• He retired in 1984, after a final year with the Seahawks that followed 12 as a Steeler, with 12,120 career yards rushing. That put him third at the time, behind only Walter Payton and Jim Brown. He’s still 15th on the list.
• He was a second-team NFL All-Decade selection for the 1970s, and a first-ballot Pro Football Hall of Famer.
And to the Bradshaw guy wanted to remember on Wednesday morning, Harris was named NFL Man of the Year in 1976. Which, obviously, is a big reason so many Steelers were struggling with the news on Wednesday morning.
All you have to do to understand what Harris meant to the people of western Pennsylvania is deplane at the Pittsburgh International Airport. There, at the crossroads of the airport’s terminals, is a statue of the Steelers legend picking the ball off the turf as he did making the Immaculate Reception, one that stands next to a statue of George Washington.
Over the top? Maybe a little.
But Harris really did stand out, even among a 1970s crew that won four Super Bowls in six years for a franchise that had previously been a laughingstock, and produced an absolutely staggering 12 Hall of Famers among its players, coaches and scouts.
So yes, this one hit hard. Bradshaw got the news from his wife, Tammy, on Wednesday morning, with Tammy having gotten a text to inform them at 3 am Central from another Steelers Hall of Famer, Mel Blount. Making it even tougher for Bradshaw to grapple with what the fact that the two were together in Los Angeles just a few weeks ago to shoot a show on the Immaculate Reception, ahead of Saturday night’s game between the Steelers and Raiders, which will commemorate its 50th anniversary.
“The play is 50 years old Friday, and they’re gonna retire his number at halftime against the Raiders [on Saturday],” Bradshaw says. “Man, how does that line up? Right? How do you line that up? I just can’t quite put that together right now. As a Christian, I’m going, OK, but how does God just say ‘OK, time for you to join your other fellow Steeler teammates in heaven’?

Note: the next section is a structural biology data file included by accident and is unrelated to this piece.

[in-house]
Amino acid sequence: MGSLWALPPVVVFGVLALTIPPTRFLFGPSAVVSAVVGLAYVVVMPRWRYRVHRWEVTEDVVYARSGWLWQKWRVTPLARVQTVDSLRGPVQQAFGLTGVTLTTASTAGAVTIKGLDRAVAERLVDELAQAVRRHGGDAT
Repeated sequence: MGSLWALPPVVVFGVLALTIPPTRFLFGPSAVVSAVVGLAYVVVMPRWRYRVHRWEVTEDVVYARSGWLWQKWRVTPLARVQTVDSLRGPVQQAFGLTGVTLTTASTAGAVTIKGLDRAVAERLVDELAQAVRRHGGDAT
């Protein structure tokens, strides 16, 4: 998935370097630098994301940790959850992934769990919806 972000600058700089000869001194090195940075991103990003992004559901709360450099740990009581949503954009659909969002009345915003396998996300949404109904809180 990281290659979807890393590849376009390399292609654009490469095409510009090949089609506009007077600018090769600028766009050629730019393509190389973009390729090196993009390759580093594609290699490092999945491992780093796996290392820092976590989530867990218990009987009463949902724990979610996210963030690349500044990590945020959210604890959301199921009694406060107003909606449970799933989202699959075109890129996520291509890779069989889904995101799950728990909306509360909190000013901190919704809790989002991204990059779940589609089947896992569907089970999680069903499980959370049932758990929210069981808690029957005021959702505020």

“It won’t be long; we’ll have the whole bunch of us up there, you know?”
Bradshaw said he and Harris tried to make sure to catch up two or three times a year—“At least once, always”—and he remembered one more recent time when Harris asked him whether he eats blueberries. Bradshaw was a little confused but responded that, sure, he liked blueberries.
Brad, you gotta eat blueberries, Harris said. I eat tons of blueberries. They’re brain food. They help you remember.
Bradshaw shot back, laughing, You’re eating blueberries, but you’re selling donuts to these kids in elementary school? What kind of deal is that?
It was true, of course, that Harris was selling donuts—the Super Donut is a specialty at his Super Bakery food-service enterprise in Pittsburgh. And it was also true that there was so much that he had, and his teammates had, to remember from those glory days of a half-century ago.
Along those lines, while he talked, Bradshaw had Tammy go grab the No. 32 jersey that Harris presented him with a picture with the no. 50 on it. “And the 50 right in the middle,” Bradshaw says, “is a dark shadow of him bending over, catching the football.” As Harris gave him the mementos, Bradshaw smiled and told his friend he wouldn’t take the jersey unless Harris signed. So Harris grabbed a marker and scrawled his name.
“So there’s his signature right there. We’re having it framed,” Bradshaw says. “Obviously, I was gonna treasure it anyway, but now more so than ever, since he passed away.”
Then, there was the other thing the old quarterback remembered about the last time he saw the fullback who always—in the Super Bowl or otherwise—had his back.
“I remember kissing him on the cheek in LA and whispering in his ear, I love you manBradshaw says. “And he said, I love you too Brad. … My relationship with him was very personal. And when we say great teammate, come on, that sums it up, man. Everybody’s going to say the same thing when you talk to them.”
Much of Pittsburgh would, too. And for good reason.